English Standard Version
Foreigners lost heart and came trembling out of their fortresses.
King James Bible
The strangers shall fade away, and be afraid out of their close places.
American Standard Version
The foreigners shall fade away, And shall come trembling out of their close places.
The children that are strangers have lied to me, strange children have faded away, and have halted from their paths.
English Revised Version
The strangers shall fade away, and shall come trembling out of their close places.
Webster's Bible Translation
The strangers shall fade away, and be afraid from their close places.
Psalm 18:45 Parallel
CommentaryKeil and Delitzsch Biblical Commentary on the Old Testament
(Heb.: 18:38-41) Thus in God's strength, with the armour of God, and by God's assistance in fight, he smote, cast down, and utterly destroyed all his foes in foreign and in civil wars. According to the Hebrew syntax the whole of this passage is a retrospect. The imperfect signification of the futures in Psalm 18:38, Psalm 18:39 is made clear from the aorist which appears in Psalm 18:40, and from the perfects and futures in what follows it. The strophe begins with an echo of Exodus 15:9 (cf. supra Psalm 7:6). The poet calls his opponents קמי, as in Psalm 18:49, Psalm 44:6; Psalm 74:23, cf. קימנוּ Job 22:20, inasmuch as קוּם by itself has the sense of rising up in hostility and consequently one can say קמי instead of עלי קמים (קומים 2 Kings 16:7).
(Note: In the language of the Beduins kôm is war, feud, and kômānı̂ (denominative from kōm) my enemy (hostis); kōm also has the signification of a collective of kōmānı̂, and one can equally well say: entum waijânâ kôm, you and we are enemies, and: bênâtnâ kôm, there is war between us.)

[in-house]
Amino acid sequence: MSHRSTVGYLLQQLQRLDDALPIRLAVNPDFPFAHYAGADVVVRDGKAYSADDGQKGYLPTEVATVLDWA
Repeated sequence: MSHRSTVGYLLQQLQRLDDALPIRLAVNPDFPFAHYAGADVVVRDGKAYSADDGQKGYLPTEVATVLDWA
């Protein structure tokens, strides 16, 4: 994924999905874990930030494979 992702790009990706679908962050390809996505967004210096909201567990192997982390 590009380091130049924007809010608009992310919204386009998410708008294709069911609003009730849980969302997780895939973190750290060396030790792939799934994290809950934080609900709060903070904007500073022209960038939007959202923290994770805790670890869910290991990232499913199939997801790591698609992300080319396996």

The frequent use of this phrase (e.g., Psalm 36:13, Lamentations 1:14) shows that קום in Psalm 18:39 does not mean "to stand (resist)," but "to rise (again)." The phrase נתן ערף, however, which in other passages has those fleeing as its subject (2 Chronicles 29:6), is here differently applied: Thou gavest, or madest me mine enemies a back, i.e., those who turn back, as in Exodus 23:27. From Psalm 21:13 (תּשׁיתמו שׁכם, Symm. τάξεις αὐτοὺς ἀποστρόφους) it becomes clear that ערף is not an accusative of the member beside the accusative of the person (as e.g., in Deuteronomy 33:11), but an accusative of the factitive object according to Ges. 139, 2.
Treasury of Scripture Knowledge
For they will soon fade like the grass and wither like the green herb.
they shall lick the dust like a serpent, like the crawling things of the earth; they shall come trembling out of their strongholds; they shall turn in dread to the LORD our God, and they shall be in fear of you.
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ESV Text Edition: 2016. The Holy Bible, English Standard Version® copyright © 2001 by Crossway Bibles, a publishing ministry of Good News Publishers.